sure I can work with him. He says stuff in class and I have to
      *bite* my tongue. I'm doing a paper for him that I hate because it
      was the only thing I could think of that wasn't likely to rub him
      completely wrong. That's not a good recipe for getting my degree

      He hesitated, then blurted out what he hadn't yet vocalized even to
      EJ. "I'm kinda thinking about transferring."

      Sipping her chai, Jean absorbed that fireshell quietly. "Where would
      you transfer to?"

      "Somewhere I'm not going to have a methodological argument with the
      department chair."

      "You didn't say he was the *department chair*."

      "Yeah, well." He eyed her. "Now you know the real reason I think
      Fred didn't get tenure."

      "Does Fred think that?"

      "He's not saying."

      "Oh course he's not," she replied and looked down into her mug. The
      reflective opaque surface glittered back.

      California was a concert in adagio for Jean, who, accustomed to the
      brasher manners and faster pace of New York City, found the Bay Area
      both idiosyncratic and casual -- but also *charming* in a completely
      different way from the boroughs. New York was the Old World
      transplanted to the New, but San Francisco embodied the thrill of
      American promise -- the west coast, the gold rush, the spirit of
      exploration, all overlooking a pacific sea instead of the tumult of
      the Atlantic. This was the road's end, whereas New York had been
      where it had started for European immigrants. And she'd made the
      trek in a little over six hours, total flight time.

      On Sunday, Scott drove her south to see the beaches. "I brought my
      swimsuit," she said.

      "You can't wear a swimsuit on the beach in February! Even in

      So they'd played Frisbee in blue jeans and bare feet.

      On Monday, Scott had class. Jean walked around the campus,
      exploring, and in the bookstore, bought herself a little bear with a
      blue and gold sweater sporting a "UC" on the front. She named it
      'Sir Scott.' Later, EJ cooked supper for them all, and she got to
      meet Scott's friends -- though she came away from the meal feeling as
      if she'd been put on trial and the jury was still out.

      On Tuesday after his morning seminar, Scott took her into San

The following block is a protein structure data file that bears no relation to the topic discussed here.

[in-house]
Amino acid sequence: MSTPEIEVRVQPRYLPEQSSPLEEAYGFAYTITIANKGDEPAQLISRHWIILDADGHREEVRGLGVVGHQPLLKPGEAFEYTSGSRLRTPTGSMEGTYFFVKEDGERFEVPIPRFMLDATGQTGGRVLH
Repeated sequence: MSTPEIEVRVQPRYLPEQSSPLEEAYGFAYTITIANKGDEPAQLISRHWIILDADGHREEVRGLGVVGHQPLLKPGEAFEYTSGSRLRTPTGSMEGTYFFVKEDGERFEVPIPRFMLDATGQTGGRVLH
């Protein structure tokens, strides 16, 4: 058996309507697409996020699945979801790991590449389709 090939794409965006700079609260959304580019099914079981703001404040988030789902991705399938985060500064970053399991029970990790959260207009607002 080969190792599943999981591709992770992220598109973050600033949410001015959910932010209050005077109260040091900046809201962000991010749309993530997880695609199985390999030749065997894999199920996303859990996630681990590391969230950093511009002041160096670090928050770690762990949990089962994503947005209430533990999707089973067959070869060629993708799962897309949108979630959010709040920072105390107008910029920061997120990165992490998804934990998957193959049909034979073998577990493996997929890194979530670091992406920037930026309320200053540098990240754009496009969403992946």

Francisco itself. They rode clanging streetcars down steep inclines,
      explored Chinatown, and walked the balconies and archways of the red
      brick Cannery, eating a late lunch under olive trees over a hundred
      years old. She made him take her picture with the Golden Gate Bridge
      in the background. The sea wind blew her short hair into a riot of
      dyed red to rival the sunset, then they leaned together on the rail
      of an observation deck, elbows just touching, watching pelicans dive
      in the choppy waters. Suddenly, he said, "Look, look," and pointed
      in great excitement.


      "Sea otters!"

      And she spotted them -- a pair on the rocks, slipping into the water
      like children on a playground slide. "They're cute."

      "You almost never see them in the Bay." He grinned. "Must be a



      "A sign of what?" She shoved at him lightly. "That you're a clown?"

      He laughed. "Maybe." They were silent then, watching the pair play.

      "Do you ever wonder where you'll be in twenty years?" she asked.

      "All the time," he replied, turning to lean back into the rail so he
      could watch her face. She smiled at him, dark eyes full of mischief,
      like an otter's. He could count the ticking of seconds by the hard
      beat of his heart. He was all-powerful; he was as weak as a kit;
      words jumbled up in his throat, never making it past the dam of his
      teeth. *I want to be with you in twenty years.* Could someone be
      killed by joy? His was big enough to break a mountain.


      Continued directly in 14c.....